2008-05-16 / Community

Collegians take on mammoth project

By Sylvie Belmond belmond@theacorn.com

CREATURE FEATURE- Josh Banday, right, shares a  preview of the cartoon characters he designed for the multimedia package about the Moorpark mammoth with the City Council last week. Banday is one of five California Lutheran University students creating a website, workbook and DVD about the mammoth. CREATURE FEATURE- Josh Banday, right, shares a preview of the cartoon characters he designed for the multimedia package about the Moorpark mammoth with the City Council last week. Banday is one of five California Lutheran University students creating a website, workbook and DVD about the mammoth. During a City Council meeting last week, five students from California Lutheran University in Thousand Oaks gave an overview of a website, a DVD and a workbook telling the story of the Moorpark mammoth discovered in the Moorpark Highlands in 2005.

"The idea is to use the mammoth as a fun teaching aid topic," Assistant City Manager Hugh Riley said in an interview afterwards.

The ancient creature, unearthed during construction of a housing development north of downtown, is the second most complete Southern mammoth skeleton in North America.

The remains were donated to the Santa Barbara Museum of Natural History so the skeleton could be displayed close to home.

The city provided initial grant money to help fund the teaching project, but the creators are seeking private sponsors to maintain the website and associated materials and to help fund the museum exhibit, Riley said.

"We brought the mammoth back to life and now hopefully we will keep it alive by promoting it." Riley works on the project on his own time.

Animated characters designed by student Josh Banday will take viewers on a prehistoric trip through the DVD, which was created by Bret Bays. Chris Meierding formulated the workbook that will accompany the project. The website, designed by John Atkinson and featuring interactive games produced by Joey Lang, will be launched on June 30.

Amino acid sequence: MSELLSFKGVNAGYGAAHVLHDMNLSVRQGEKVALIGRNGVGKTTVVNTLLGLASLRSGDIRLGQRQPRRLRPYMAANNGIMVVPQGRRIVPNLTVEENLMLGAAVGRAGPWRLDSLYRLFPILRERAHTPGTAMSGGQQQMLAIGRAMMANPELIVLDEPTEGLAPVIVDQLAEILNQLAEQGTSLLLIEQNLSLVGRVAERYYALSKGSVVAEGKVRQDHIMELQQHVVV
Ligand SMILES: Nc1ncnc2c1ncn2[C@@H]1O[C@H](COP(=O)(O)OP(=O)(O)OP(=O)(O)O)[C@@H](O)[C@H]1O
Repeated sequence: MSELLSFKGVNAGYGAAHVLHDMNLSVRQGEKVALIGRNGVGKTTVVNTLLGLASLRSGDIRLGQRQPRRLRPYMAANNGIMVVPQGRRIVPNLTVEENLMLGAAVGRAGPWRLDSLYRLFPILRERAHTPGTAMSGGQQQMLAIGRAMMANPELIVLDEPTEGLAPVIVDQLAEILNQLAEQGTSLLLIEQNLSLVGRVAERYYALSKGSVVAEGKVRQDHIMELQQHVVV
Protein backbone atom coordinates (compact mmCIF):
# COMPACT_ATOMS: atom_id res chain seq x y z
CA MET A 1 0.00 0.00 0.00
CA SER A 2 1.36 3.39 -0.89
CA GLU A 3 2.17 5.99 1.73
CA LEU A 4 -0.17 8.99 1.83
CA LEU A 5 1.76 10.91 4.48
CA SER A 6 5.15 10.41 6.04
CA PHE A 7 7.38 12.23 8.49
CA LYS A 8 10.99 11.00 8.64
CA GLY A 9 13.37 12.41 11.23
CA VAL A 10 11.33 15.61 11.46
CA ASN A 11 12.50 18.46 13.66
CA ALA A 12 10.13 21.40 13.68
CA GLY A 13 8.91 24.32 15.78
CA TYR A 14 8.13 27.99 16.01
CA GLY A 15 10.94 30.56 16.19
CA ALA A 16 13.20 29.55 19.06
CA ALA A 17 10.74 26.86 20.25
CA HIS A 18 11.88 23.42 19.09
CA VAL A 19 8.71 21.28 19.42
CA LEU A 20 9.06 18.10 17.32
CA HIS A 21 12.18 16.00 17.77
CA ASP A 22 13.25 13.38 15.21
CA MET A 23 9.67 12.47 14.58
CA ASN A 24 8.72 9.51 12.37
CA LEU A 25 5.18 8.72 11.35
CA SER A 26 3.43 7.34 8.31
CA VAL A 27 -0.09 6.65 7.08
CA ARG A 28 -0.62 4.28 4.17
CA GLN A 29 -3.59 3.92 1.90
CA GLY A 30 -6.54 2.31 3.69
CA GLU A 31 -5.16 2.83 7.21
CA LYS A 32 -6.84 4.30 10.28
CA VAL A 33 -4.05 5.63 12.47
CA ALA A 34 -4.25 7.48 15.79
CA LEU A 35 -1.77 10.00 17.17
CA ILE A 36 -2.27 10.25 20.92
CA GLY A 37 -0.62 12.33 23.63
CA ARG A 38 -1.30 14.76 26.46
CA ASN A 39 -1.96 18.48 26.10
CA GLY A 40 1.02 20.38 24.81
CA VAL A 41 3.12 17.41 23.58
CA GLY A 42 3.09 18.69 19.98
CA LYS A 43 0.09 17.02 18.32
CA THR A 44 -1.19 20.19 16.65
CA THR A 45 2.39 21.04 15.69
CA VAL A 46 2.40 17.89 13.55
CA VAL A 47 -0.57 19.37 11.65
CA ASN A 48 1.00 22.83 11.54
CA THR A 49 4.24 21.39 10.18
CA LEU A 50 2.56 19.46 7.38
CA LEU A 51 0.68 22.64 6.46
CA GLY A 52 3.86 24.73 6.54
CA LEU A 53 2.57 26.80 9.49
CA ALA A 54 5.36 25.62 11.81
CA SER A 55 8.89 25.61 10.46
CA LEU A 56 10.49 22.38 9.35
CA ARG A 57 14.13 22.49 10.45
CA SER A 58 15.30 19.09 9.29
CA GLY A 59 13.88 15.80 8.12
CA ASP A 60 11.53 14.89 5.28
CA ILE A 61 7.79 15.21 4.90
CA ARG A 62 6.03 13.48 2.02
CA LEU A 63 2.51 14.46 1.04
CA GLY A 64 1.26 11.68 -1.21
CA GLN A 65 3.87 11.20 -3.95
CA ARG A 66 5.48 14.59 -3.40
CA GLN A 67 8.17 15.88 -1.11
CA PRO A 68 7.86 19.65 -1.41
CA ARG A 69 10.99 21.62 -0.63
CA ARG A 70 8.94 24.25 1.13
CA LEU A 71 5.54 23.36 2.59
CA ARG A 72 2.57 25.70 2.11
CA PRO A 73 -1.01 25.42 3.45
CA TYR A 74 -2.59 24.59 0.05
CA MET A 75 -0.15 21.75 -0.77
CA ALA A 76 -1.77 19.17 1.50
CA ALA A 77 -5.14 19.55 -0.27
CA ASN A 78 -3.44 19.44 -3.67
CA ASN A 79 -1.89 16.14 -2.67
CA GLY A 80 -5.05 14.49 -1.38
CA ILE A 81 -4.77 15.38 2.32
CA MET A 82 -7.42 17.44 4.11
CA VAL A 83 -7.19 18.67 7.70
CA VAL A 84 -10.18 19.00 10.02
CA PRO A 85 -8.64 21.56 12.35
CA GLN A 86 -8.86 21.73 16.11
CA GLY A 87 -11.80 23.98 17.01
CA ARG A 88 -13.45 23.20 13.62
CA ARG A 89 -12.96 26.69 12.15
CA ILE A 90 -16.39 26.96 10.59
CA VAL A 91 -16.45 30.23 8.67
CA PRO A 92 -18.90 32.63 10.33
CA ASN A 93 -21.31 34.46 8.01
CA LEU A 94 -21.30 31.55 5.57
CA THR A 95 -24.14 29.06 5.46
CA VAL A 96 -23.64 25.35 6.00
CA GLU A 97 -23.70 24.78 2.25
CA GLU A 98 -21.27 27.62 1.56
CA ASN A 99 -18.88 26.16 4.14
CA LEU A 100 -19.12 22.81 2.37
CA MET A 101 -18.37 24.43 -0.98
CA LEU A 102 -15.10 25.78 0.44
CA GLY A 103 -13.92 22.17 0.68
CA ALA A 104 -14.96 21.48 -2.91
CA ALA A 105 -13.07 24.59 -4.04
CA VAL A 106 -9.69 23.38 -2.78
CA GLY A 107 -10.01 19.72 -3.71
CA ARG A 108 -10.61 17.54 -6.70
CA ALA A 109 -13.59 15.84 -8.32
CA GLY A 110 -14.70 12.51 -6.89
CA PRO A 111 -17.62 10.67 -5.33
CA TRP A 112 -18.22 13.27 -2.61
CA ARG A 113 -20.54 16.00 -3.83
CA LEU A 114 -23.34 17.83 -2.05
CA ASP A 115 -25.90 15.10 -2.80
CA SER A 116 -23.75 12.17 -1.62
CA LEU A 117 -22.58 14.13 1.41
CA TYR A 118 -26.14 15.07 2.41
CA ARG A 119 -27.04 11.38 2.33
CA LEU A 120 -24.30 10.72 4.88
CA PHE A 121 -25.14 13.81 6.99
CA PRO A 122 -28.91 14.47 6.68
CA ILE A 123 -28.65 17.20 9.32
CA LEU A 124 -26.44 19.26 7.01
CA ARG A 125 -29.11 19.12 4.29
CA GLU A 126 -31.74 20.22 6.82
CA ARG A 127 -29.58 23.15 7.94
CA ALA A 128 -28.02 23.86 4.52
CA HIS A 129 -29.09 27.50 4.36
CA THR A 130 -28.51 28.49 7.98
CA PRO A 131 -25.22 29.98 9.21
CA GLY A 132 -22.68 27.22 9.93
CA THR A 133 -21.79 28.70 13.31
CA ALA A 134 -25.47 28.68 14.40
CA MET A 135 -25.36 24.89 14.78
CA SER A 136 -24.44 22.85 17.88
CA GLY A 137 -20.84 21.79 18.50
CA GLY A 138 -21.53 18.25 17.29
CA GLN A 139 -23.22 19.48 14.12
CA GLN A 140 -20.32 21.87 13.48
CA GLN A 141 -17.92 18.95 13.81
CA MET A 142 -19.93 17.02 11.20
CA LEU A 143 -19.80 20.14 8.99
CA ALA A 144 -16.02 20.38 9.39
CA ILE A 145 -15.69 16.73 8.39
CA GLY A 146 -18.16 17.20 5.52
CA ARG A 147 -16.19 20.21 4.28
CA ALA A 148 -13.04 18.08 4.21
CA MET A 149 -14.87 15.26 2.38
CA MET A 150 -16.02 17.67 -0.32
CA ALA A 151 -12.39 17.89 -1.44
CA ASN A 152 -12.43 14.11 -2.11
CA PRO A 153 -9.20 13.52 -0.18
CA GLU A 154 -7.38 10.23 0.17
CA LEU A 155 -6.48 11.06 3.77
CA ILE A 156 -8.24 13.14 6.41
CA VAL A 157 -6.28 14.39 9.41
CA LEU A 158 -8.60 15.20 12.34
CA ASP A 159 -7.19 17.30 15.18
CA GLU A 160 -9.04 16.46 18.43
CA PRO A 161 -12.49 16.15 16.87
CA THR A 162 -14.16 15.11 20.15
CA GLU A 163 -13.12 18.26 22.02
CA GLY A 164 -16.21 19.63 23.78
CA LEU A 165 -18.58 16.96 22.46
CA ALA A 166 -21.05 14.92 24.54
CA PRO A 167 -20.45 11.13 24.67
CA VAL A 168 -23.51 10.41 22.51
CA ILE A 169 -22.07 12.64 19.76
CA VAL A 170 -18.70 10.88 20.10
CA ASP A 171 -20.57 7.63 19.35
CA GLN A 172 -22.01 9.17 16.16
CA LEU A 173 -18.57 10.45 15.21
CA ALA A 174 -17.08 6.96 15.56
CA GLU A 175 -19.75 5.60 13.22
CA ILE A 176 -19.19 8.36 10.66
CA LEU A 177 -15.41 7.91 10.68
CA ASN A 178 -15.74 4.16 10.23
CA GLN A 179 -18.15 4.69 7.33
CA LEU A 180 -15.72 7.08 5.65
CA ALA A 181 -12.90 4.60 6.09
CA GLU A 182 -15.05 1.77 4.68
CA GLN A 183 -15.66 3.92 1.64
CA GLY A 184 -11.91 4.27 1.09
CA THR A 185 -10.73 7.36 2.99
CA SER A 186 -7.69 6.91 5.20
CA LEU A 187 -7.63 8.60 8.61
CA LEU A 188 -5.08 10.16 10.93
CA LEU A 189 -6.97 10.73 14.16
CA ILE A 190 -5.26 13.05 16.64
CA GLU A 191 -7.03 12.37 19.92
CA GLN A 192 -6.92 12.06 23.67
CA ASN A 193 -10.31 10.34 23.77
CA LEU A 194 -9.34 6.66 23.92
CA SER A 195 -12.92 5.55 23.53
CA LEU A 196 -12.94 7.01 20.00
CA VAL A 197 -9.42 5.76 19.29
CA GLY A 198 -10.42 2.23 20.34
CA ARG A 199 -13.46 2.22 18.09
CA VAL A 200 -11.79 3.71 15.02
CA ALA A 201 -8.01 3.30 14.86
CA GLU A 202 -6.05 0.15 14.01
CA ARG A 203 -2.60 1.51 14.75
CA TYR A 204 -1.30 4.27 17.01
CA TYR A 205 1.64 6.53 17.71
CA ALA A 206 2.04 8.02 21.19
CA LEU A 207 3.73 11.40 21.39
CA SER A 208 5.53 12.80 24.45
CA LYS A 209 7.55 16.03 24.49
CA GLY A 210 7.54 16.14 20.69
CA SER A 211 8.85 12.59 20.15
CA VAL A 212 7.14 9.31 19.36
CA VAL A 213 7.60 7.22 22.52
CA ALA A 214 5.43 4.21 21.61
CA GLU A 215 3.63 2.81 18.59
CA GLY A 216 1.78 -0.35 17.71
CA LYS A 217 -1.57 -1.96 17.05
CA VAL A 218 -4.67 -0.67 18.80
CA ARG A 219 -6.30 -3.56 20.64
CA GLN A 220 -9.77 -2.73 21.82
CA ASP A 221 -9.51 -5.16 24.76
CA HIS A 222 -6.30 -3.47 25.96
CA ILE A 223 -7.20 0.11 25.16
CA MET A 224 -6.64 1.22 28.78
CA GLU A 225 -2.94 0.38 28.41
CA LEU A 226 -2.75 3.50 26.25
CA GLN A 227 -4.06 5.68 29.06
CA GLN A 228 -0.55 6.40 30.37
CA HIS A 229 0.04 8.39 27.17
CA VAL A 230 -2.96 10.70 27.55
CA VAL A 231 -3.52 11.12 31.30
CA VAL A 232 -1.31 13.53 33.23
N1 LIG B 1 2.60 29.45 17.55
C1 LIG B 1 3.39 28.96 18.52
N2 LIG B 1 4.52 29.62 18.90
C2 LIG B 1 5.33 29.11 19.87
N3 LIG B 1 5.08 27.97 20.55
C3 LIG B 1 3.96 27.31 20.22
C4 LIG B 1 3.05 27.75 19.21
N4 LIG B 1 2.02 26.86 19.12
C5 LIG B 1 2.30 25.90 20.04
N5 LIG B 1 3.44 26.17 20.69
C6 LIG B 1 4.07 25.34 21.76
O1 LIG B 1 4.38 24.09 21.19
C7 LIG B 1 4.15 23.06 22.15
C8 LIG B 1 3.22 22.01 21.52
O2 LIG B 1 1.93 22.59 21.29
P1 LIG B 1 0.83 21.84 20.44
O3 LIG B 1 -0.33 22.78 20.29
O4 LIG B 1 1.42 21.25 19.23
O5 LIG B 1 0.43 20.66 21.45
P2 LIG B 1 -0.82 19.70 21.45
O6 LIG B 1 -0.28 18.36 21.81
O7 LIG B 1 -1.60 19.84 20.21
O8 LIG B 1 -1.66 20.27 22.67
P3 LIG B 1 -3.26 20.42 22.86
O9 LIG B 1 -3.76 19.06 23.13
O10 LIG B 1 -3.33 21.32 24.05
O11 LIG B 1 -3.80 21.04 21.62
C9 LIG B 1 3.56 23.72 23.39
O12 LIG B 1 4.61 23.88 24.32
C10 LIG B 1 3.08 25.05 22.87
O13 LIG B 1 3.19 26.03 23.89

"It's really a great way to deliver the story," said Riley.

The three elements of the project feature games, activities and information presented with 3-D animation and video clips.

Working with CLU education professor Michael McCambridge to tie the program to state standards, the students are designing the DVD for use in middle school classrooms. It will incorporate math, biology, geology, geography, art and debate skills.

Atkinson of Newbury Park, Banday of Los Angeles, Bays and Meierding of Ventura and Lang of Simi Valley are putting the final touches on the multimedia educational tools under the guidance of Tim Hengst, director of CLU's multimedia department.

The students worked with a science education company called Amuseum in Orange County to accurately depict the story of the beast and the era in which it lived.

"It's a joint concept developed by Curt Abdouch and me," said Riley, who nicknamed the mammoth "Emma" soon after it was found. Abdouch is president of Amuseum.

A group of middle school teachers is also taking part in the project to make sure that its contents fit into the curriculum, said Hengst.

"The idea of the project as a whole is not only to provide a teaching aid, but also to provide something interesting in the classroom so kids can be interactive," Banday said.

The materials, which will be free to Moorpark schools, may be sold to other school districts.

The project includes a gallery of photos taken during the excavation and preservation processes and a fictional account of the Moorpark mammoth's life written by Abdouch.

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